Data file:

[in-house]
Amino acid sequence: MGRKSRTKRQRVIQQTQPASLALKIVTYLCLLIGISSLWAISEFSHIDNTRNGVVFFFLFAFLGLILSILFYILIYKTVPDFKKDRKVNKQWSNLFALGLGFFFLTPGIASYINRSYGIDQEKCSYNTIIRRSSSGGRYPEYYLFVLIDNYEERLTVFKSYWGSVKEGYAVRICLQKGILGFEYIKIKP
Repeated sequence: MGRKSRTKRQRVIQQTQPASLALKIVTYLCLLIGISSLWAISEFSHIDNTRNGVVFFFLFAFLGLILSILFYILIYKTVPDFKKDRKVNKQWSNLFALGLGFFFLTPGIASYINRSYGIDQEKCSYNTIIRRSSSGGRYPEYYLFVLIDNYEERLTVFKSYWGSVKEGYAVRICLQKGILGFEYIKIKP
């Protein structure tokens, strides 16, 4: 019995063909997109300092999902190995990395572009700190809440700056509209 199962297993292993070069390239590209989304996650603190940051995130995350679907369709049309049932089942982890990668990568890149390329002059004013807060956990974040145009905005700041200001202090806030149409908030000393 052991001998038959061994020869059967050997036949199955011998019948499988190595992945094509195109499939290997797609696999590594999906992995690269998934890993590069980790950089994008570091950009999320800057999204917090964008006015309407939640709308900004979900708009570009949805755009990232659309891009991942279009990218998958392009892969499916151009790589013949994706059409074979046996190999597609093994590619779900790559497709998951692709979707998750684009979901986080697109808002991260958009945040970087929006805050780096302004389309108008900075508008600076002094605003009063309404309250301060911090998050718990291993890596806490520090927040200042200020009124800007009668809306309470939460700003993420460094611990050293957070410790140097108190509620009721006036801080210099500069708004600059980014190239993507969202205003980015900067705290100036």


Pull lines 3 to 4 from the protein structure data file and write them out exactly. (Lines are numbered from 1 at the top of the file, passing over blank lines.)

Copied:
Repeated sequence: MGRKSRTKRQRVIQQTQPASLALKIVTYLCLLIGISSLWAISEFSHIDNTRNGVVFFFLFAFLGLILSILFYILIYKTVPDFKKDRKVNKQWSNLFALGLGFFFLTPGIASYINRSYGIDQEKCSYNTIIRRSSSGGRYPEYYLFVLIDNYEERLTVFKSYWGSVKEGYAVRICLQKGILGFEYIKIKP
């Protein structure tokens, strides 16, 4: 019995063909997109300092999902190995990395572009700190809440700056509209 199962297993292993070069390239590209989304996650603190940051995130995350679907369709049309049932089942982890990668990568890149390329002059004013807060956990974040145009905005700041200001202090806030149409908030000393 052991001998038959061994020869059967050997036949199955011998019948499988190595992945094509195109499939290997797609696999590594999906992995690269998934890993590069980790950089994008570091950009999320800057999204917090964008006015309407939640709308900004979900708009570009949805755009990232659309891009991942279009990218998958392009892969499916151009790589013949994706059409074979046996190999597609093994590619779900790559497709998951692709979707998750684009979901986080697109808002991260958009945040970087929006805050780096302004389309108008900075508008600076002094605003009063309404309250301060911090998050718990291993890596806490520090927040200042200020009124800007009668809306309470939460700003993420460094611990050293957070410790140097108190509620009721006036801080210099500069708004600059980014190239993507969202205003980015900067705290100036």